In fact, per CNBC, a new report released by PYMNTS has revealed that as of June, 61 percent of Americans—or about 157 million adults—are living paycheck to paycheck. That figure is up from 58 percent that was registered in May and 55 percent compared to a year ago.
Even top earners are not shielded from the ongoing sting of inflation. The report found that of those individuals earning $200,000 or more, 36 percent reported living paycheck to paycheck. A separate recent survey conducted by the consulting firm Willis Towers Watson discovered that 36 percent of U.S. workers with annual salaries of at least six figures are living paycheck to paycheck—up twofold compared to 2019. Of those who earn $50,000 to $100,000 annually, 34 percent are living paycheck to paycheck, while 52 percent are doing likewise if they have incomes of less than $50,000.
“Employees at higher pay levels aren’t immune to living paycheck to paycheck,” Mark Smrecek, the financial well-being market leader for North America at Willis Towers Watson, told the business news outlet.
Meanwhile, as reported by CNN, more Americans are piling up massive amounts of credit card debt as they struggle to keep up with high living costs.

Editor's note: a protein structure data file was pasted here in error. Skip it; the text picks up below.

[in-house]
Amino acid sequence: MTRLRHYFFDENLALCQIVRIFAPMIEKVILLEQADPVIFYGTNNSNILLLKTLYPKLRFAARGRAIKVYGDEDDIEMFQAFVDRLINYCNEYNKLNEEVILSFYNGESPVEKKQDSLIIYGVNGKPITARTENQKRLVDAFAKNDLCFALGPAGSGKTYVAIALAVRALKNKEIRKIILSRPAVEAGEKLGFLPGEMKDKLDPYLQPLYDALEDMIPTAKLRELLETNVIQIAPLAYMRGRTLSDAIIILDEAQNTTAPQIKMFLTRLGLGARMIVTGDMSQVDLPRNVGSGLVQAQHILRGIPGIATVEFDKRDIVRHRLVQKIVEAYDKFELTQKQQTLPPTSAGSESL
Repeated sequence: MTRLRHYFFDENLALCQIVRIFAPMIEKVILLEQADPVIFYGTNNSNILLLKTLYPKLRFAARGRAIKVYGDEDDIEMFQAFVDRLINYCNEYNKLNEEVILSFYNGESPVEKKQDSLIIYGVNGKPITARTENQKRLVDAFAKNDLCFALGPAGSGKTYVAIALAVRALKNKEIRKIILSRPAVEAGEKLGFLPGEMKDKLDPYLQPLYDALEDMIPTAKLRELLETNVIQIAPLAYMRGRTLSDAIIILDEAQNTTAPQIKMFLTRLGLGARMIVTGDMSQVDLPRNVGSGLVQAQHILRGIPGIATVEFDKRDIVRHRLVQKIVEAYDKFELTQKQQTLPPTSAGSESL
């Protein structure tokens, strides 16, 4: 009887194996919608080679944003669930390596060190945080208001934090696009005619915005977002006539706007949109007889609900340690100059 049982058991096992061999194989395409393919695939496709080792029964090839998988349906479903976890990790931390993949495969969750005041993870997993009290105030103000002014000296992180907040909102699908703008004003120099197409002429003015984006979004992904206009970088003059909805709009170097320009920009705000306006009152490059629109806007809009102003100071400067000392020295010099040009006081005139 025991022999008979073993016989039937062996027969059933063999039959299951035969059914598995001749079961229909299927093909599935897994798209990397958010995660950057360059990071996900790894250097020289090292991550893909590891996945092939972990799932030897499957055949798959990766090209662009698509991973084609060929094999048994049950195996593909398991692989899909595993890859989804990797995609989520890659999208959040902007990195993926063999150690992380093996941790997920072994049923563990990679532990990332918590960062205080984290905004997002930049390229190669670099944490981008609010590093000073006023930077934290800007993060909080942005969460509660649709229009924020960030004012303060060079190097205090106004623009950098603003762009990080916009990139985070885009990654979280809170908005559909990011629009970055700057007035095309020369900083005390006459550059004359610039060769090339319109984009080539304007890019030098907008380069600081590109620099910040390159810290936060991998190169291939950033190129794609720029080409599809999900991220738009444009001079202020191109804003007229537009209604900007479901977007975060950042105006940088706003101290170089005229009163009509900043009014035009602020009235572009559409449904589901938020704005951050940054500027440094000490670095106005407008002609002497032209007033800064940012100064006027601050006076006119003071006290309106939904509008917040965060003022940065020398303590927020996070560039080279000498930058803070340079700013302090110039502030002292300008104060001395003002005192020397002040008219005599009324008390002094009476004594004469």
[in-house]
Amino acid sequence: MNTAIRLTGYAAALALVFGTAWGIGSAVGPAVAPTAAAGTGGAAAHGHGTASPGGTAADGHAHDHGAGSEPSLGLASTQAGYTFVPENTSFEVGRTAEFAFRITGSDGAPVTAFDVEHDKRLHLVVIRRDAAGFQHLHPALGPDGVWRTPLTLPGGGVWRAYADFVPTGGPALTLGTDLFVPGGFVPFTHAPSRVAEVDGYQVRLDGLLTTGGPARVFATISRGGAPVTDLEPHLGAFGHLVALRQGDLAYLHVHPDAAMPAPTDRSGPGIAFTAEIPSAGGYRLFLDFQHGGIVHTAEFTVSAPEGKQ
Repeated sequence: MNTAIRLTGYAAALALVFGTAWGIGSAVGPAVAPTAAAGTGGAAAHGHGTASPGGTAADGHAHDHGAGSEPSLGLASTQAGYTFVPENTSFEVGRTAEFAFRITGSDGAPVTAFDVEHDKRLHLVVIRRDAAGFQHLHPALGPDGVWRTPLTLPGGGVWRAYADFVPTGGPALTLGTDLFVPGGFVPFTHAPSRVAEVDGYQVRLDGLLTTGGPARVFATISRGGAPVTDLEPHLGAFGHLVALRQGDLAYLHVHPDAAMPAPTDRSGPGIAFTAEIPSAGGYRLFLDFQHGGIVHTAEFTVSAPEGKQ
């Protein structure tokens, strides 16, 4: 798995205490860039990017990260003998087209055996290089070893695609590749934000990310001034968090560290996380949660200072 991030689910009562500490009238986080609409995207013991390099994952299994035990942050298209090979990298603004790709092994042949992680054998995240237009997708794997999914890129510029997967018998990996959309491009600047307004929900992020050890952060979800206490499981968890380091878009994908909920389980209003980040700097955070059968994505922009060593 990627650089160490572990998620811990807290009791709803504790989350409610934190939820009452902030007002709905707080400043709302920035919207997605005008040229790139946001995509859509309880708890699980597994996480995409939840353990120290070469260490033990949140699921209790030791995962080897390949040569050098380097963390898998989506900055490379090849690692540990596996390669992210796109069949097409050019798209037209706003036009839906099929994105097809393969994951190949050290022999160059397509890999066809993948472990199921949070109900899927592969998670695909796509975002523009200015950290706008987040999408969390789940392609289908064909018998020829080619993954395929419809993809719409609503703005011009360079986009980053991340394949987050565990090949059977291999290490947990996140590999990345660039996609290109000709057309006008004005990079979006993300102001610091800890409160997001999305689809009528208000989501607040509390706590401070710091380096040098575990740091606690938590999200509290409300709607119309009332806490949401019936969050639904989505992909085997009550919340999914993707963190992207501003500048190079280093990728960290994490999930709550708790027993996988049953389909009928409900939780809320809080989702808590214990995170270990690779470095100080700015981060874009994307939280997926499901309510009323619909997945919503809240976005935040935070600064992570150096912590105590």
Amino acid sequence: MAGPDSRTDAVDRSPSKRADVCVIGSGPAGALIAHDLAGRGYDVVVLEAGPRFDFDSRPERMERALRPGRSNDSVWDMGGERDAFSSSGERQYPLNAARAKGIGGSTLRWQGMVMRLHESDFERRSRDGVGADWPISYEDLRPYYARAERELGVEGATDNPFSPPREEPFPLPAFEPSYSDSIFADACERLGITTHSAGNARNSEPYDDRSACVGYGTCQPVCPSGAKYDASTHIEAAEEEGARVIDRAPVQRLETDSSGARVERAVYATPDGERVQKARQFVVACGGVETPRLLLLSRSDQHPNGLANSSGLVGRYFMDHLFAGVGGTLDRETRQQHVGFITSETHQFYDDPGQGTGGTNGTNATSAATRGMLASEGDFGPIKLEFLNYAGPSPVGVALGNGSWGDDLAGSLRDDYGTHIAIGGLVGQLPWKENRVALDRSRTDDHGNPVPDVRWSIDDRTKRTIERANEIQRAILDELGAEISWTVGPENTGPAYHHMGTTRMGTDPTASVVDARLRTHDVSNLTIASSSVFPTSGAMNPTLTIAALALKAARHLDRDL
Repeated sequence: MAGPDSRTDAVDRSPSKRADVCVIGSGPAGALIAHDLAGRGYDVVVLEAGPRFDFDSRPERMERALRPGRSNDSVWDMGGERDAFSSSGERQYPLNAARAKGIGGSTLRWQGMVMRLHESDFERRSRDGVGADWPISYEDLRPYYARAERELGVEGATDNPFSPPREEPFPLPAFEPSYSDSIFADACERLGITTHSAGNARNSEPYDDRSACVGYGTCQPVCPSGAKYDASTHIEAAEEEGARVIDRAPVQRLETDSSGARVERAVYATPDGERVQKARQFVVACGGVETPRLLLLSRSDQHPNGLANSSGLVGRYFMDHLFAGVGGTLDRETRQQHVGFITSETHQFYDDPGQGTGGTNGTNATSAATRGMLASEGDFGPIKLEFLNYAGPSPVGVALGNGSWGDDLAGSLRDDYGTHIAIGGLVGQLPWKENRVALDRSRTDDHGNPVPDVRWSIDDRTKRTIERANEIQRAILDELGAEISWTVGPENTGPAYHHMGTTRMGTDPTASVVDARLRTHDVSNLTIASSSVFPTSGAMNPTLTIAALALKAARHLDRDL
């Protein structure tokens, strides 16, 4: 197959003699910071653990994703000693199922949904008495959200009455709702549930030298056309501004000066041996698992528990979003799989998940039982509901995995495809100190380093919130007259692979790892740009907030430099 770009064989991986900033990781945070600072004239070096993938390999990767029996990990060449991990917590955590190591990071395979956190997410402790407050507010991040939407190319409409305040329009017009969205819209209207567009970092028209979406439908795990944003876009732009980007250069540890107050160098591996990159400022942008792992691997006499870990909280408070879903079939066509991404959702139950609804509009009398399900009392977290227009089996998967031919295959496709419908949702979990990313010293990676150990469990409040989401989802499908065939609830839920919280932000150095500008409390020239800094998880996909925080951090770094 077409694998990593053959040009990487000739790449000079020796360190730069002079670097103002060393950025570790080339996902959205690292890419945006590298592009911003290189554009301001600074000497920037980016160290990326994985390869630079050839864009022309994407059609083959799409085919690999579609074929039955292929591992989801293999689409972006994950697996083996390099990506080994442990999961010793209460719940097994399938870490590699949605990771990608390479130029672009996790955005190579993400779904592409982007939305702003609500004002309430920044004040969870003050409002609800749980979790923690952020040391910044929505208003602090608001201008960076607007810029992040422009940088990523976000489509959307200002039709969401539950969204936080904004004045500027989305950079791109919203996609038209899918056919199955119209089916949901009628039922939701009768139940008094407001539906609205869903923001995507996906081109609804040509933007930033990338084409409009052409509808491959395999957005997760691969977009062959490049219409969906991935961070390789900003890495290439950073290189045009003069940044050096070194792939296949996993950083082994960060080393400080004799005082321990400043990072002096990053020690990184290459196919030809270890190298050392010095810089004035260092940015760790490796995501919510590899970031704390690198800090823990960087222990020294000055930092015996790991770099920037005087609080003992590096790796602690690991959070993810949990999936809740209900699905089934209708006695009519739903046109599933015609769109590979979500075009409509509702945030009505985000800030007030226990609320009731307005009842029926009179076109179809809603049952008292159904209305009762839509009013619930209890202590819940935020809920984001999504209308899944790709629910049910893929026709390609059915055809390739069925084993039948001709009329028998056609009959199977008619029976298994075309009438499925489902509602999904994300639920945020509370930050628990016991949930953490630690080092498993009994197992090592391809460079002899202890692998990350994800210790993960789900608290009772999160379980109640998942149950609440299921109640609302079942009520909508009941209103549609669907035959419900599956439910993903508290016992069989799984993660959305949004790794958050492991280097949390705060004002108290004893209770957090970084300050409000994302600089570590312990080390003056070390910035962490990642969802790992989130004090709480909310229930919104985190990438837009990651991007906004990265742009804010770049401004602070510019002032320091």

According to new data by the New York Federal Reserve, U.S. household debt eclipsed $16 trillion for the first time ever during the second quarter. And even as borrowing costs continue to trek northward, credit card balances were found to have increased by $46 billion last quarter alone. Over the past twelve months, credit card debt has surged by $100 billion—or 13 percent—the largest increase seen in more than two decades.
“The impacts of inflation are apparent in high volumes of borrowing,” New York Fed researchers wrote in a blog post.
In an effort to tame such persistent inflationary pressures, the Federal Reserve last week raised its key short-term rate by three-quarters of a percentage point for a second straight month. The unanimously approved rate hike now puts the federal funds rate at a range of 2.25 percent to 2.5 percent, the highest level since December 2018.
In its post-meeting statement, the rate-setting Federal Open Market Committee noted that “inflation remains elevated, reflecting supply and demand imbalances related to the pandemic, higher food and energy prices, and broader price pressures.”
Fed Chair Jerome Powell left the door open regarding the central bank’s next move at the September meeting, saying that it would largely be driven by what the data shows. “As the stance of monetary policy tightens further, it likely will become appropriate to slow the pace of increases while we assess how our cumulative policy adjustments are affecting the economy and inflation,” he said.
Markets are expecting the Fed to hike aggressively through this fall and perhaps start cutting rates by next summer.
Ethen Kim Lieser is a Washington state-based Finance and Tech Editor who has held posts at Google, The Korea Herald, Lincoln Journal Star, AsianWeek, and Arirang TV. Follow or contact him on LinkedIn.